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Jared Tyler: Dirt On Your Hands


By Brian Rock

Jared Tyler returns to his roots on his third album, Dirt On Your Hands.  Judging by the title’s premise that you have to put in some work to get something worth having, it’s clear that Jared has done his work practicing, playing, and digging up the roots of Americana. A musical disciple of Darrell Scott and Jim Lauderdale, Taylor plays authentic Americana straight from the heart.

“Death of Me,” is a steady rolling Dixieland Jazz/Blues number. Singing of his love, he confesses, “How do I love you? To count the ways, I’d need forever and another day. If I didn’t have you, I know it’d be the death of me.” The Dixie rhythms transform the lyrics from, “just another love ballad,” into a joyous celebration of love.

The title song is a funky, red dirt tribute to his late grandmother. Blending both electric and acoustic guitar riffs with dobro and harmonica, the song creates an irresistible groove that makes you want to boogie your way down to the nearest fishing hole. And the song’s message is a timely reminder in an age of entitlement, that whether you want to go fishing or eat some taters, you’ve got to put in some work. Or as Tyler explains, “Grandma taught me all I need to know to be a man: You gotta get a little dirt on your hands, get a little dirt on your hands.”

“Fort Gibson Lake” is a more traditional Country song that celebrates the joys of casting a line. With his yearning, Darrell Scott style vocals, and pedal steel guitar; he becomes a back woods Pied Piper calling you to “take the Wagoner/Coweta on Muskogee turnpike. If you’re comin’ the back way, take old 69. Hurry daddy. Gotta get there. I can’t hardly wait. I’ve gone to heaven on Fort Gibson Lake.”

“Lucky I Am” absolutely exudes joy with each note. The bright, cheery strings of mandolin and fiddle perfectly complement the song’s message: “If you can count your friends on one good hand, count yourself a lucky man.” The line and the bluegrass feel of the song are both in honor of his grandfather, who shared that insight and bought him his first mandolin when he was six years old.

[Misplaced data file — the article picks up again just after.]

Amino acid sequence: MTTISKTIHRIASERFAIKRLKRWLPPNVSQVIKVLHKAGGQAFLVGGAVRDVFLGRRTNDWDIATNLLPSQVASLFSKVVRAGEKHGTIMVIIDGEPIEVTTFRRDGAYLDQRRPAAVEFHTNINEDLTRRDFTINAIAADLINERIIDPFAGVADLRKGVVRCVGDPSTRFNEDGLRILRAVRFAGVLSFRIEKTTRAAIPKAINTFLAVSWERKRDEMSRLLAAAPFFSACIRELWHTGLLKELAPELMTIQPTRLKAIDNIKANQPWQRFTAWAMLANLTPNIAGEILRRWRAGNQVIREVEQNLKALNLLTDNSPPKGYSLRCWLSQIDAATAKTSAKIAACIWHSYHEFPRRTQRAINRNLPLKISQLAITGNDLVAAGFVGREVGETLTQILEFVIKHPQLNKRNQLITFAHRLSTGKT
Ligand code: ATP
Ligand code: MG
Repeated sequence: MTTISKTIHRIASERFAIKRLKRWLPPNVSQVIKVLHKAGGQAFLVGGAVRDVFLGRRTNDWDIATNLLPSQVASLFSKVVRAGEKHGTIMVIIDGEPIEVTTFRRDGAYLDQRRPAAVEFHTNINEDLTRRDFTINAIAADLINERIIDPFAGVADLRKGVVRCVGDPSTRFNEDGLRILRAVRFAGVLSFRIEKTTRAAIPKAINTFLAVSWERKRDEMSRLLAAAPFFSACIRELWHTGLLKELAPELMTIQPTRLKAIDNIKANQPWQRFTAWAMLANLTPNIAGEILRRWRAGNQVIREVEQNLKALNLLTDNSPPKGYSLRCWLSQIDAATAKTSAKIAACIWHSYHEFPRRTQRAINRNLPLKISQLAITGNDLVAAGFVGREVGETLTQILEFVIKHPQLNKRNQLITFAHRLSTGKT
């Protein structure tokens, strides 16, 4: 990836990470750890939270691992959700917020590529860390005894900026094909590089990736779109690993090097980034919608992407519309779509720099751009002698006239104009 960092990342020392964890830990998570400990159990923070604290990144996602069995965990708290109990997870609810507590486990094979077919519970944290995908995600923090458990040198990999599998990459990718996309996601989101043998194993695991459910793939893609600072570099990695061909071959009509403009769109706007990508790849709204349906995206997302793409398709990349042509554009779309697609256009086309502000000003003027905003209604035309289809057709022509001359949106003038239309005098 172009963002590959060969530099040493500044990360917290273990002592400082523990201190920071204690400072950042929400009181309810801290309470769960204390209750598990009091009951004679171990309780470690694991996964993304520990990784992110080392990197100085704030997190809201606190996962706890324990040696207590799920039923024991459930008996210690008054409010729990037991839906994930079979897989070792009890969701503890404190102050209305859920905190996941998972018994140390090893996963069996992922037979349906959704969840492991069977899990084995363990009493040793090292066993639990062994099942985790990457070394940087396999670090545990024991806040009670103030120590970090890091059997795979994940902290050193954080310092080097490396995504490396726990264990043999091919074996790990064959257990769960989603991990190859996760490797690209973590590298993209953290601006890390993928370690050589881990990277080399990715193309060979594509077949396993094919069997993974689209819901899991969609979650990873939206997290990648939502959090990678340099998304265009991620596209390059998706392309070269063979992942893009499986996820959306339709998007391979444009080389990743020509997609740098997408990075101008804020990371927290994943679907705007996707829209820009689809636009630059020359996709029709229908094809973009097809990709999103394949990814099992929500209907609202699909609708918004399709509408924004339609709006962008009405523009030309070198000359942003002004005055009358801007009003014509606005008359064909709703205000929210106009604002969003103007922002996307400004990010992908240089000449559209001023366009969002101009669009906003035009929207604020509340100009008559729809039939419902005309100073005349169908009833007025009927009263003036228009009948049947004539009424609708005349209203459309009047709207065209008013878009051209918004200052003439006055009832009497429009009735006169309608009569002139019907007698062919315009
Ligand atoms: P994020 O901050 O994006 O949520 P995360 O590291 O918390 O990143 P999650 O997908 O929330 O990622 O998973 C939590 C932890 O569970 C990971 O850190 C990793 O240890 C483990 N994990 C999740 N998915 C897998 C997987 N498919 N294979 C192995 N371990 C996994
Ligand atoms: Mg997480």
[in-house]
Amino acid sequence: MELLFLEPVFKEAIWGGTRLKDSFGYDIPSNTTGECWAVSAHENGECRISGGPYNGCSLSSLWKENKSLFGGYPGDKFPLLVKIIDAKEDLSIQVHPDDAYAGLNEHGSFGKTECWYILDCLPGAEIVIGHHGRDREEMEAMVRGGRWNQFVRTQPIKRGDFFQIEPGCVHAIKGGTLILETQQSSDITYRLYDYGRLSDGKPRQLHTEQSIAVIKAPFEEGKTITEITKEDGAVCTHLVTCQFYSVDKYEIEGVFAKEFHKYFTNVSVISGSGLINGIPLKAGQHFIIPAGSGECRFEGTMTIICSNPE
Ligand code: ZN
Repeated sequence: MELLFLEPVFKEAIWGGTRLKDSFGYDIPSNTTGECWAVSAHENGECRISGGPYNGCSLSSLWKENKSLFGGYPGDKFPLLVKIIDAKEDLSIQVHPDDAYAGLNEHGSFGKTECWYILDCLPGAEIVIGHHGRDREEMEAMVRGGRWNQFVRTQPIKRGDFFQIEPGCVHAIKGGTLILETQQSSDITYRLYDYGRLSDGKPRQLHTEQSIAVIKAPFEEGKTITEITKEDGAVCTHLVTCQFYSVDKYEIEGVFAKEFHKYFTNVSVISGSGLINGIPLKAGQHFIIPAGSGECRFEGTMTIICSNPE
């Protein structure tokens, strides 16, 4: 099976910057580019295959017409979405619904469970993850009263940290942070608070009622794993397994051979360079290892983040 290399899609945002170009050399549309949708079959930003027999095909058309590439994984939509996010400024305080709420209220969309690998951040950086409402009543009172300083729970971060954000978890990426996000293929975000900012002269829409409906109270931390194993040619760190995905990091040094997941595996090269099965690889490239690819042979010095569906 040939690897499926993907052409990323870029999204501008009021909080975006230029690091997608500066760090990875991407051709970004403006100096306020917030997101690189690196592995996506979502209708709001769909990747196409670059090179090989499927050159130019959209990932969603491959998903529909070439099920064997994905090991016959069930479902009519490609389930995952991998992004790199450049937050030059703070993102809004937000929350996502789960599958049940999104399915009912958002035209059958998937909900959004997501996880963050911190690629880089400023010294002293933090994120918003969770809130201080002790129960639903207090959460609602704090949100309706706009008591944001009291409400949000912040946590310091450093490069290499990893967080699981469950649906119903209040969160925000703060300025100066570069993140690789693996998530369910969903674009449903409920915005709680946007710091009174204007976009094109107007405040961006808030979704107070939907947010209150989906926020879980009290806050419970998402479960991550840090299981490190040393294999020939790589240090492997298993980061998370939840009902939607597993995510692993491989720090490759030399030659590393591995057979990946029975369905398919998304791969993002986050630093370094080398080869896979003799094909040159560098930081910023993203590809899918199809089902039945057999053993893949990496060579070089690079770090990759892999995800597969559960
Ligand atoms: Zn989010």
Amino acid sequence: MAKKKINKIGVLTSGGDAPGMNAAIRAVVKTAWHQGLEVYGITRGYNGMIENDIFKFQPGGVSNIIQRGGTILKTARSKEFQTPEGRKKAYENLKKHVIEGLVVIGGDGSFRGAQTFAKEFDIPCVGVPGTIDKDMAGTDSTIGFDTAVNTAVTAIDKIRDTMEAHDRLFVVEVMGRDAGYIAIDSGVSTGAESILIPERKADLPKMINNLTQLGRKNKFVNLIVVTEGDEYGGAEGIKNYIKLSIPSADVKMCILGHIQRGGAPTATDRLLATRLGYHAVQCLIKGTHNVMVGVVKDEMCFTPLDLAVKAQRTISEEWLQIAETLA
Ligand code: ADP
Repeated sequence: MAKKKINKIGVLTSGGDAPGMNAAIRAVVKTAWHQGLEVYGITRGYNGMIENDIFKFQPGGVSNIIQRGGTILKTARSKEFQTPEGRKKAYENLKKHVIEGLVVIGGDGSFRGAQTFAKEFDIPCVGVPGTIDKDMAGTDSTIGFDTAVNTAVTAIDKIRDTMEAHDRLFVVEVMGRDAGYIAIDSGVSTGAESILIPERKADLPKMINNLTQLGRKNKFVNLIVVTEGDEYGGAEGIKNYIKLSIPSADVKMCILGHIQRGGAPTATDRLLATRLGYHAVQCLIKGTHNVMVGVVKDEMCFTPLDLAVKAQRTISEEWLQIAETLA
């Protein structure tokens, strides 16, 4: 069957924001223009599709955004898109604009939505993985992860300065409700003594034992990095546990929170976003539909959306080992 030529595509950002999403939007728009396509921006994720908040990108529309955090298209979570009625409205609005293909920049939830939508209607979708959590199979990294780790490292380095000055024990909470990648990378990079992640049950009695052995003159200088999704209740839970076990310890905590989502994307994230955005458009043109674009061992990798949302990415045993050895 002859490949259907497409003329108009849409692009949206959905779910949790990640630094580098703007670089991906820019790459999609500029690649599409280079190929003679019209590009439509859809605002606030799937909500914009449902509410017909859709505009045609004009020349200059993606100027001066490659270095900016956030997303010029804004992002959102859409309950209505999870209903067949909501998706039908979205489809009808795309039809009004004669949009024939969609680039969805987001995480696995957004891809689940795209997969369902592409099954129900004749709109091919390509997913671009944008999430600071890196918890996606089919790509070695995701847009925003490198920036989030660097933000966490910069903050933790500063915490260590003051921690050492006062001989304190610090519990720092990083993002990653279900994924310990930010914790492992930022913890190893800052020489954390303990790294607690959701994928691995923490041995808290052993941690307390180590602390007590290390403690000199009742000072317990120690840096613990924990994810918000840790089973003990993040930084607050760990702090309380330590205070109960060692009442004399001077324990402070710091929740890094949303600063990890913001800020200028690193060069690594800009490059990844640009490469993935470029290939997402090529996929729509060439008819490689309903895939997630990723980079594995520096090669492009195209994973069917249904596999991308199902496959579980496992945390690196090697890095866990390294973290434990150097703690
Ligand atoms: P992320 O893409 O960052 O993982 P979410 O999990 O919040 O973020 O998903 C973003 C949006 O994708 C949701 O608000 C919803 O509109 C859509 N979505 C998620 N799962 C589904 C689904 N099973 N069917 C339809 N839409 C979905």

Tyler’s emotionally compelling and expressive voice brings these and all the songs on this album to life. The musical arrangements are richly textured and beautifully executed. The whole album washes over you like a cherished memory suddenly triggered by some imperceptible change in your surroundings. When you regain your bearings in the present, you are somehow comforted by the experience. Like getting dirt on your hands, this album stays with you even after it’s over.

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Brian Rock

Brian Rock

Brian was raised gypsy style, moving every other year until well after college. As friendships proved to be temporary, Brian found a constant companion in music, wearing the grooves off Beatles and Dylan albums before moving on to Lyle Lovett and Dwight Yokam. Living so often in flux, he has come to value music and lyrics of lasting quality. Not moved by trends or fashion, he is drawn to timeless lyrics and soulful rhythms. Although now settled down, Brian still expresses his gypsy spirit through his writing. He has co-written songs with musician friends he’s met along the way, including several contributions to the 2012 ICMA Album of the Year, Family Album. Brian also writes children’s books and poems, including the Children’s Book Council featured title, The Deductive Detective.
Brian Rock

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